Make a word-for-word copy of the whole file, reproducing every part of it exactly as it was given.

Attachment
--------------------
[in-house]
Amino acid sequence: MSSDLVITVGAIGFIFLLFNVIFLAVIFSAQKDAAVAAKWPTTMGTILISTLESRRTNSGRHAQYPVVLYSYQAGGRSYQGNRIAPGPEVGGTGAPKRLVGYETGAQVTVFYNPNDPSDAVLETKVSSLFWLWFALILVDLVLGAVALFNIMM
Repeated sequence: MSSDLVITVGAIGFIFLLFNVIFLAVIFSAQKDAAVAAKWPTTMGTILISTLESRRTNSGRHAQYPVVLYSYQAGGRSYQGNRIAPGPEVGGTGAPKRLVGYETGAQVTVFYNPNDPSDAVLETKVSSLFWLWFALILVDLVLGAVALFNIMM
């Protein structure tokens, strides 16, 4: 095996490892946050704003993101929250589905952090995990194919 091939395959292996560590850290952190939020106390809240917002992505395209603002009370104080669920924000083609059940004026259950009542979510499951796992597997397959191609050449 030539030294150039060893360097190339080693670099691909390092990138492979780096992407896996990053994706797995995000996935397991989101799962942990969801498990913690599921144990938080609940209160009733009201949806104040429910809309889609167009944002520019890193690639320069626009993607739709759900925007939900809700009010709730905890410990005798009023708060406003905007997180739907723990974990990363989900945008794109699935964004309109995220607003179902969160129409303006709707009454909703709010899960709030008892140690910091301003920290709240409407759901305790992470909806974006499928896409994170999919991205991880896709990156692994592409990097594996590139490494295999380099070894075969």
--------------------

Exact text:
[in-house]
Amino acid sequence: MSSDLVITVGAIGFIFLLFNVIFLAVIFSAQKDAAVAAKWPTTMGTILISTLESRRTNSGRHAQYPVVLYSYQAGGRSYQGNRIAPGPEVGGTGAPKRLVGYETGAQVTVFYNPNDPSDAVLETKVSSLFWLWFALILVDLVLGAVALFNIMM
Repeated sequence: MSSDLVITVGAIGFIFLLFNVIFLAVIFSAQKDAAVAAKWPTTMGTILISTLESRRTNSGRHAQYPVVLYSYQAGGRSYQGNRIAPGPEVGGTGAPKRLVGYETGAQVTVFYNPNDPSDAVLETKVSSLFWLWFALILVDLVLGAVALFNIMM
């Protein structure tokens, strides 16, 4: 095996490892946050704003993101929250589905952090995990194919 091939395959292996560590850290952190939020106390809240917002992505395209603002009370104080669920924000083609059940004026259950009542979510499951796992597997397959191609050449 030539030294150039060893360097190339080693670099691909390092990138492979780096992407896996990053994706797995995000996935397991989101799962942990969801498990913690599921144990938080609940209160009733009201949806104040429910809309889609167009944002520019890193690639320069626009993607739709759900925007939900809700009010709730905890410990005798009023708060406003905007997180739907723990974990990363989900945008794109699935964004309109995220607003179902969160129409303006709707009454909703709010899960709030008892140690910091301003920290709240409407759901305790992470909806974006499928896409994170999919991205991880896709990156692994592409990097594996590139490494295999380099070894075969």